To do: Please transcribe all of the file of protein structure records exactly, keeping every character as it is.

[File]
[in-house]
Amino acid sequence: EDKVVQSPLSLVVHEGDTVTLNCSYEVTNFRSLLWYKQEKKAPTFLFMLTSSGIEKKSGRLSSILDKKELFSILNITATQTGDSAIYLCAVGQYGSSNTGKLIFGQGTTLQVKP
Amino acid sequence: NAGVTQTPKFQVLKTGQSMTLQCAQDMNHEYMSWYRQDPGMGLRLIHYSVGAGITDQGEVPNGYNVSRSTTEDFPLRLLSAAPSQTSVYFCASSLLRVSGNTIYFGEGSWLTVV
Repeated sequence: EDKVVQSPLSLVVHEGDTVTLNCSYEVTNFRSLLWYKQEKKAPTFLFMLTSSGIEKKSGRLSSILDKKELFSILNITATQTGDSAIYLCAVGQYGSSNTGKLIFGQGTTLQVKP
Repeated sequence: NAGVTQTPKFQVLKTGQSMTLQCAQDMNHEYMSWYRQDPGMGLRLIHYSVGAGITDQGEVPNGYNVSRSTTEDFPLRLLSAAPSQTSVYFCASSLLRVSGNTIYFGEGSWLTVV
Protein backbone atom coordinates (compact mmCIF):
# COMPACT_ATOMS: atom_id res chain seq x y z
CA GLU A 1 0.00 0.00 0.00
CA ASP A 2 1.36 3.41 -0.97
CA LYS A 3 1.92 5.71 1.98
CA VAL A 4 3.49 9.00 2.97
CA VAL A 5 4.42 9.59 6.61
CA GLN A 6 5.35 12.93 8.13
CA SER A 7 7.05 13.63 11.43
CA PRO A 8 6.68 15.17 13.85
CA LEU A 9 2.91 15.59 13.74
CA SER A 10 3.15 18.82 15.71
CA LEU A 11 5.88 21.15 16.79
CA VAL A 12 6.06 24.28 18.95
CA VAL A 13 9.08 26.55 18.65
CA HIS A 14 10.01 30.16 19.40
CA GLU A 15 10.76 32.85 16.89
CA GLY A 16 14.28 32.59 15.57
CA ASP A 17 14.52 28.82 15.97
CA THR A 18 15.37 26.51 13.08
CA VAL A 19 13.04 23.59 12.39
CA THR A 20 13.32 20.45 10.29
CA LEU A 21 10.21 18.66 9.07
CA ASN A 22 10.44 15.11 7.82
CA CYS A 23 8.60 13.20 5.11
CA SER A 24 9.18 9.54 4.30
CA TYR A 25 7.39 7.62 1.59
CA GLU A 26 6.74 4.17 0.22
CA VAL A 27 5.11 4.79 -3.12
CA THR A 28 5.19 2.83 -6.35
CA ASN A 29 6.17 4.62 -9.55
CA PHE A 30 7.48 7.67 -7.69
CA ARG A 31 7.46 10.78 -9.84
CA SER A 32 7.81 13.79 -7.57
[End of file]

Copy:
[in-house]
Amino acid sequence: EDKVVQSPLSLVVHEGDTVTLNCSYEVTNFRSLLWYKQEKKAPTFLFMLTSSGIEKKSGRLSSILDKKELFSILNITATQTGDSAIYLCAVGQYGSSNTGKLIFGQGTTLQVKP
Amino acid sequence: NAGVTQTPKFQVLKTGQSMTLQCAQDMNHEYMSWYRQDPGMGLRLIHYSVGAGITDQGEVPNGYNVSRSTTEDFPLRLLSAAPSQTSVYFCASSLLRVSGNTIYFGEGSWLTVV
Repeated sequence: EDKVVQSPLSLVVHEGDTVTLNCSYEVTNFRSLLWYKQEKKAPTFLFMLTSSGIEKKSGRLSSILDKKELFSILNITATQTGDSAIYLCAVGQYGSSNTGKLIFGQGTTLQVKP
Repeated sequence: NAGVTQTPKFQVLKTGQSMTLQCAQDMNHEYMSWYRQDPGMGLRLIHYSVGAGITDQGEVPNGYNVSRSTTEDFPLRLLSAAPSQTSVYFCASSLLRVSGNTIYFGEGSWLTVV
Protein backbone atom coordinates (compact mmCIF):
# COMPACT_ATOMS: atom_id res chain seq x y z
CA GLU A 1 0.00 0.00 0.00
CA ASP A 2 1.36 3.41 -0.97
CA LYS A 3 1.92 5.71 1.98
CA VAL A 4 3.49 9.00 2.97
CA VAL A 5 4.42 9.59 6.61
CA GLN A 6 5.35 12.93 8.13
CA SER A 7 7.05 13.63 11.43
CA PRO A 8 6.68 15.17 13.85
CA LEU A 9 2.91 15.59 13.74
CA SER A 10 3.15 18.82 15.71
CA LEU A 11 5.88 21.15 16.79
CA VAL A 12 6.06 24.28 18.95
CA VAL A 13 9.08 26.55 18.65
CA HIS A 14 10.01 30.16 19.40
CA GLU A 15 10.76 32.85 16.89
CA GLY A 16 14.28 32.59 15.57
CA ASP A 17 14.52 28.82 15.97
CA THR A 18 15.37 26.51 13.08
CA VAL A 19 13.04 23.59 12.39
CA THR A 20 13.32 20.45 10.29
CA LEU A 21 10.21 18.66 9.07
CA ASN A 22 10.44 15.11 7.82
CA CYS A 23 8.60 13.20 5.11
CA SER A 24 9.18 9.54 4.30
CA TYR A 25 7.39 7.62 1.59
CA GLU A 26 6.74 4.17 0.22
CA VAL A 27 5.11 4.79 -3.12
CA THR A 28 5.19 2.83 -6.35
CA ASN A 29 6.17 4.62 -9.55
CA PHE A 30 7.48 7.67 -7.69
CA ARG A 31 7.46 10.78 -9.84
CA SER A 32 7.81 13.79 -7.57